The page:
Once again I’m undertaking a daily spiritual practice for several weeks. I’ve called it a Lenten practice in the past, but I’ve become uncomfortable doing so, out of respect for Christians. I don’t take it lightly, but for me it is not a period of repentance, much less preparation for the death and resurrection of Jesus, so I don’t want to dilute what is, for others, one of the most sacred seasons of their year.

What I want is to engage in a deeper dive into reflection than I usually do, and for a longer period. The theological context aside, I think Lent has staying power as a practice because it’s both intensive and time-limited. It’s like Ramadan or, in the secular realm, 30-day diets: we can better challenge ourselves when we have a set amount of time in which to go deeper. I have seldom made a go of a daily practice, but seven weeks is something I might be able to sustain.

So far this year, I have. My two practices are to do five minutes of art play every day, ideally first thing in the morning, and to read the daily devotion in Resipescence: A Lenten Devotional for Dismantling White Supremacy, edited by Vahisha Hasan and Nichola Torbett. I learned about this wonderful book just as Lent was beginning, so I didn’t have a copy until about ten days in, but I caught up right away and have continued meditating on one per day. And the art has been a joy.

Do you have any spiritual practices, ether connected to Lent or not?

Each year for the season of Lent, since 2011, I have undertaken three spiritual practices: one subtractive, one additive, and one giving.

This year, as I have done a few times before, I will subtract social media: no Facebook or Twitter. (I’m not cool enough for Instagram, so nothing to give up there.) It’s good for my soul.

For the additive practice, I’m participating in #UULent’s photo-a-day practice. This is in direct contradiction of my subtractive practice, since I’ve proposed to my congregation that we post our photos on the congregation’s Facebook site–sharing a spiritual practice really helps it stick. However, I think it’s in the spirit of my social-media fast if I do nothing on Facebook other than post my photos and look at others’. I’m also encouraging folks to post selected photos (only their own) on the bulletin board between rooms 9 & 10 at UUCPA. When I did this (spottily) a couple of years ago, Barb Greve was someone I knew mostly by reputation and occasionally running into him at installations or ordinations, but currently, we are working together at the Unitarian Universalist Church of Palo Alto, so using a resource he created is extra special.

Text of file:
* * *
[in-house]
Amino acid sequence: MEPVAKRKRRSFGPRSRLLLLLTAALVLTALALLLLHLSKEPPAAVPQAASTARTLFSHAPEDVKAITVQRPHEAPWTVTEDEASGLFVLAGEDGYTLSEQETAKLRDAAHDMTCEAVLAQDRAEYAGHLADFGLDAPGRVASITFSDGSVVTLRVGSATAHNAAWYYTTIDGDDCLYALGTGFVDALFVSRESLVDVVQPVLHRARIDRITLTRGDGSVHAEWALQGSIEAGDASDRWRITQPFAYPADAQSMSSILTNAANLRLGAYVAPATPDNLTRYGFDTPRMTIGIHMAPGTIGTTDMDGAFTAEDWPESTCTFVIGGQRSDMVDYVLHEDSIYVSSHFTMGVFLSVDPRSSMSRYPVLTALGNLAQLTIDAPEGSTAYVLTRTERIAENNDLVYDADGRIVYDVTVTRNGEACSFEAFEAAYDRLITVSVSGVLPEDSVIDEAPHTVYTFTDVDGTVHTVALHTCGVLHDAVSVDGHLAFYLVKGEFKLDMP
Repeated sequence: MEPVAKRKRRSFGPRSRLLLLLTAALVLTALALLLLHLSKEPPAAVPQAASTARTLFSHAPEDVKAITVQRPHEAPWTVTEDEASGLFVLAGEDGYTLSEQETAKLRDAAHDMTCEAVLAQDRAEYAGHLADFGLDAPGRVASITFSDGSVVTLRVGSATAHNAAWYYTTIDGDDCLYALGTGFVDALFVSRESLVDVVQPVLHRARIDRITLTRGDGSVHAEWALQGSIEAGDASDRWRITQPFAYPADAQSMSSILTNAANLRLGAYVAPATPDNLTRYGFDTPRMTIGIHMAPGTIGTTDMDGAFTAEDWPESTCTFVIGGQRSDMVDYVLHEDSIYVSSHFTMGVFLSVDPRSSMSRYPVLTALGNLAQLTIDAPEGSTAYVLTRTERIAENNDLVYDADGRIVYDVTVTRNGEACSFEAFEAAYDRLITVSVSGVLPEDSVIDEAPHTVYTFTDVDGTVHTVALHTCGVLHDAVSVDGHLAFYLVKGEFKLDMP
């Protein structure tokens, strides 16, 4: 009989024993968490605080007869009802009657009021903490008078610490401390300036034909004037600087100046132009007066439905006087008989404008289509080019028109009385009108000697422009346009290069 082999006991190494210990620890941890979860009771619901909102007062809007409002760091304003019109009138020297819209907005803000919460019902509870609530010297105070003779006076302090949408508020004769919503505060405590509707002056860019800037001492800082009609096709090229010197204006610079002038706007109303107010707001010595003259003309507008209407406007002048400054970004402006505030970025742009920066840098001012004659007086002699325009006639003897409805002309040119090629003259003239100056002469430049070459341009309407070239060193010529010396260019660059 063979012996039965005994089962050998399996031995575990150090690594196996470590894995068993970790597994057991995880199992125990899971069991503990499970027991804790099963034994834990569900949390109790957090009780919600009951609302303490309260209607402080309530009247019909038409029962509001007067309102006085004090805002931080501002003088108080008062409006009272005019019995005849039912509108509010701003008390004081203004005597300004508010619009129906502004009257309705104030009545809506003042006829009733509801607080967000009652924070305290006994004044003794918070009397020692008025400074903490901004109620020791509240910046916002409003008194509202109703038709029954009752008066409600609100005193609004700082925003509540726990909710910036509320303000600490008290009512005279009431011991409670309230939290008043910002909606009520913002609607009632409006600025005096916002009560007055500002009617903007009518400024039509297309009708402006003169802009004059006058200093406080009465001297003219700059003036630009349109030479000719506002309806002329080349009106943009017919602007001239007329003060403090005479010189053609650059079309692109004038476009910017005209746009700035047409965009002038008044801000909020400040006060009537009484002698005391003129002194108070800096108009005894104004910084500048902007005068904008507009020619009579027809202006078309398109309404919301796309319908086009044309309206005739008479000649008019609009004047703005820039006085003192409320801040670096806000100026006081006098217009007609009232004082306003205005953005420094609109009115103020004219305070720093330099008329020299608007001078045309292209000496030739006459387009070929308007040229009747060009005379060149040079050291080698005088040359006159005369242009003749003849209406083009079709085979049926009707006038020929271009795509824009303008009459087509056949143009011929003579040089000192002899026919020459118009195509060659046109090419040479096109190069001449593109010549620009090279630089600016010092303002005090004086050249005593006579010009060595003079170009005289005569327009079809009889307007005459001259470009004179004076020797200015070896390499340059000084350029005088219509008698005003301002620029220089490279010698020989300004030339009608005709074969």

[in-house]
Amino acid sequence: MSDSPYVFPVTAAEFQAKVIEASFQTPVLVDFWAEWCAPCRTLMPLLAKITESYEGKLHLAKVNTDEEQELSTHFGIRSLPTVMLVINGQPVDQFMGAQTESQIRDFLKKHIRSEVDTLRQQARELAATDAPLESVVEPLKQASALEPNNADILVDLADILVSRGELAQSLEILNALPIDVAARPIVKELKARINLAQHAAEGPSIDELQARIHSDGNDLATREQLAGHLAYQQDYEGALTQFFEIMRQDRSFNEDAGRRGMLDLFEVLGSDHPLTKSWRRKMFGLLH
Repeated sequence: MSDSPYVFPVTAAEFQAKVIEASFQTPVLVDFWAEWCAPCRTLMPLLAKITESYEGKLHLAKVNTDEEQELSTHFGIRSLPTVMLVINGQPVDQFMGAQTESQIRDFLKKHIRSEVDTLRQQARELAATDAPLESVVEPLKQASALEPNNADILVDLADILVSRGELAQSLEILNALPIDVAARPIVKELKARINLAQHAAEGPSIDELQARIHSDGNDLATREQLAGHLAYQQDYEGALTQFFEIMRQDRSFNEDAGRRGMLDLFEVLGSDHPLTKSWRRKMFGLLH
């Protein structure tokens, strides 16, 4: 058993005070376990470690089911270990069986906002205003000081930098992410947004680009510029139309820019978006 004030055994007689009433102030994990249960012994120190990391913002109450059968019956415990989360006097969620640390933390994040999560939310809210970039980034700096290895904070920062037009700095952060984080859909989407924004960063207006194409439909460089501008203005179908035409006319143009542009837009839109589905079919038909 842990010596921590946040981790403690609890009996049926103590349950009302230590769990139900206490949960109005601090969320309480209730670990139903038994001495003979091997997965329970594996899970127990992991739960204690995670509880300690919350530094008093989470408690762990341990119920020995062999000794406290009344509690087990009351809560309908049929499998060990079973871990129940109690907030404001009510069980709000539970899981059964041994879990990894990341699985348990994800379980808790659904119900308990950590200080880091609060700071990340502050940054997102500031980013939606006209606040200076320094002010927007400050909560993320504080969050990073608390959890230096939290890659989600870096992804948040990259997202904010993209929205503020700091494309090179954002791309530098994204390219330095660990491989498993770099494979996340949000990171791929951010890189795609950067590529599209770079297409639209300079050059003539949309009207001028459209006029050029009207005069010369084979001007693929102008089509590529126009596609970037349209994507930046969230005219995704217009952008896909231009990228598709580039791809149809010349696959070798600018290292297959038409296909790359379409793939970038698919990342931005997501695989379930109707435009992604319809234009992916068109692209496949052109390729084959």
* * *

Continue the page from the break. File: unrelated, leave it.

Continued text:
Last year I did art every day, and I would love to do it again, but along with the daily photo it seems too much. I’ll see.

And I always choose a cause to which to give money, and this year it was easy to choose: Black Lives of UU. The UUA has committed to raising $5.3 million for BLUU, and individual contributions are part of that work, so this is my mite. You can contribute yours at the BLUU website. I am excited, occasionally even hopeful, about the UUA’s renewed commitment to shift us away from the dominance of white culture and help us shake off the effects of white supremacy, and it will take thousands of us to realize this commitment.

I’m using the three-part approach to Lent that I’ve used before:

  1. give something up that drains my spirit: Facebook
  2. add something positive that feeds my spirit: draw every day, preferably before breakfast
  3. give to an organization that’s doing good in the world: the Coalition on Homelessness, since my daughter has recently asked people to donate to them in honor of her birthday (which also fell during Lent).

Do you have a Lenten practice this year? I’d love to hear about it!  (And if you’re seeing this when it posts automatically to Facebook: if you respond there, I won’t see what you wrote until after Easter . . . )

Harrison & 26th, San Francisco. I wonder who was so moved to put the sign of their love into concrete, and how it and they are doing now.

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Today’s word: possibility.

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Some of these photos have been sitting in my camera, waiting to be uploaded. Others, I’ve only just taken today. Daily practices are tough for me, and I still have some gaps, but I’m benefiting from the reflection and from taking a relaxed attitude.

I used to fantasize about the grass and wildflowers retaking the endless acres of asphalt, the concrete breaking up from the force of tree roots. I am a little more accepting of urban ugliness, and a little more tired and resigned now. Just the same, when I see something like this, I feel like I am seeing healing in action.

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Folsom Street, San Francisco, near the place where Amilcar Perez-Lopez died at the hands of plainclothes police.

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A recent autopsy has shown that he was shot four times in the back, contradicting the officers’ claims that they fired as he lunged at them. No indictment has followed yet.

Capp and 20th, San Francisco